For HTC-Highroad, today's win by Matthew Goss at the Santos Tour Down Under's opening stage was text book.
Having shared the control of the bunch with Team Sky over the three laps around the vinyards of the Barossa Valley at the back end of the race, all of the pre-stage hype seemed to be coming to fruition.
Australia's Goss went into today as the overwhelming favourite for general classification honours but was backing away just a little when it came to talk of him taking the opening honours telling Cyclingnews: "It's not going to be an easy day."
Goss finished a good half-wheel in front of two-time Tour Down Under winner Andre Greipel but getting to the finish provided the Australian with a nervous few seconds of racing.
"I saw Greipel behind me just as I started to sprint but I wasn't paying too much attention to that as I was just doing my own race so it worked out well," he said.
"I kinda had my worries. [Mark] Renshaw did a great job and he got me to about 250 metres to go but it was slightly uphill and it was a tough finish but I managed to hold up until the end."
Renshaw the man yet again for HTC-Highroad
With a reputation of being the best lead-out man in the business, Renshaw had his work cut out for him in Angaston with an earlier than anticipated dash for the line. While Mark Cavendish is usually the recipient of Renshaw's talents, today was the day for Goss.
HTC-Highroad's sports director Allan Peiper kept it short and sweet when reflecting on today's finish, telling Cyclingnews: "He's [Renshaw] the best. He's the best."
The man himself said that the chaos he encountered over the last kilometre was far from ideal.
"I'm a little bit disappointed because I had to go a long way out so I didn't really get to utilise the training that I've done," Renshaw explained.
"When I was on the front with 600m to go it was stall and wait, and then go as long as I can. So really it didn't quite have a big acceleration but I tried to go as long as I could. I don't know who jumped first but Gossy still had the legs to jump and beat them."
A different role for Cavendish
Given the amount of time Cavendish and Renshaw spend together each season, it was no surprise when the Australian was the one seen to be calming the 15-time stage winner of the Tour de France down post race.
Cavendish was pleading with his teammate: "I just want to be able to do something."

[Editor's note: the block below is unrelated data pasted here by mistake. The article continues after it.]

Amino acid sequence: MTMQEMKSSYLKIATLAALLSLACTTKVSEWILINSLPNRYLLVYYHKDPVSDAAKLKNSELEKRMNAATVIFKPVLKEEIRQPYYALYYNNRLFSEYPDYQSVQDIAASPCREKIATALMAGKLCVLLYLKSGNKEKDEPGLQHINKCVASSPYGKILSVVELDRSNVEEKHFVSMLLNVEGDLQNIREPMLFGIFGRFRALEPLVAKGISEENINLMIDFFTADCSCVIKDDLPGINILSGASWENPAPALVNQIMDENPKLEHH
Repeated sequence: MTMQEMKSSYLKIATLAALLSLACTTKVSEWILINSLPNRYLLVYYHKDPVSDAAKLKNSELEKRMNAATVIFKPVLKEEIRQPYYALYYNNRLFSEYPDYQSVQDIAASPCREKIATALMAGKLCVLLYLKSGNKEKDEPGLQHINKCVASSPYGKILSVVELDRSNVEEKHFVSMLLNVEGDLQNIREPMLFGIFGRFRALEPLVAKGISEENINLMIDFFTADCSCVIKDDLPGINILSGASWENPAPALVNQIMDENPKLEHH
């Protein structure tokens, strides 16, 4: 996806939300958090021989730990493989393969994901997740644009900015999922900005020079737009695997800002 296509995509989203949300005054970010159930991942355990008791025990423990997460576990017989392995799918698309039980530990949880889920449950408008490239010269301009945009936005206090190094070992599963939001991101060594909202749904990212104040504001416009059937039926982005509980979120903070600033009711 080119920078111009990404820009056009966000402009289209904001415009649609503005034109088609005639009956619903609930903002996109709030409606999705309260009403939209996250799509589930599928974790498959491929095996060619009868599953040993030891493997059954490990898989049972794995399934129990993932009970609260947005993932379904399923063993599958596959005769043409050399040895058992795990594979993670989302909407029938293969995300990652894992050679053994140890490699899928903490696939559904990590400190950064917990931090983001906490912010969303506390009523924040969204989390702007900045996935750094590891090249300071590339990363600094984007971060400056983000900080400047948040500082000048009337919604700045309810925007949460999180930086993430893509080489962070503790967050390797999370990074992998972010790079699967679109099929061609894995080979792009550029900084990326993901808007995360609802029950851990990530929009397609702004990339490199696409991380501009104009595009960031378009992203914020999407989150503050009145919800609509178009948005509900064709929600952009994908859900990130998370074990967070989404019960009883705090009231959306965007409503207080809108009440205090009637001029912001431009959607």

Renshaw told the clearly frustrated Manxman that everything would be alright and before long some insight was given to the conversation.
"I just want to be up there to help," Cavendish told Cyclingnews. "I can't really contribute anything at the minute. It's probably better for me at the moment just so I can get some form as long as we're getting the win. If we weren't winning I'd be disappointed.
"If I'm going to do anything I might even hinder it so it's better that I just sit out and let them all do it."
When word of the conversation got back to Peiper, he seemed quietly pleased.
"It's good for him – he's under pressure," Peiper said. "He sees the boys around him doing really good and for once it's not him in the limelight and he's not really doing so good. It's good for his motivation and I won't say it's a wake-up call but it's certainly good for him."
Cavendish finished in 62nd place for the stage but lost no time to his winning teammate. Peiper explained that while Cavendish had been working since December, a blistering performance like that we see in July or at Milan-San Remo just wasn't realistic in January.
"He's got a little bit of weight on but he's riding good and he's happy and I can see good results from Mark Cavendish coming," he predicted.
Peiper explained that what he was most pleased with was that Cavendish had put his hand up to play a supporting role for Goss at the Tour Down Under.
"I think it's fantastic for a guy like him that's won 15 stages of the Tour de France in the last three years and for him to turn around and say, ‘I'm coming here to ride for Gossy,' not many top champions would do something like that.
"I think it shows to Gossy that it can get turned around and the boys get motivation from that.
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As a sports journalist and producer since 1997, Jane has covered Olympic and Commonwealth Games, rugby league, motorsport, cricket, surfing, triathlon, rugby union, and golf for print, radio, television and online. However her enduring passion has been cycling.
Jane is a former Australian Editor of Cyclingnews from 2011 to 2013 and continues to freelance within the cycling industry.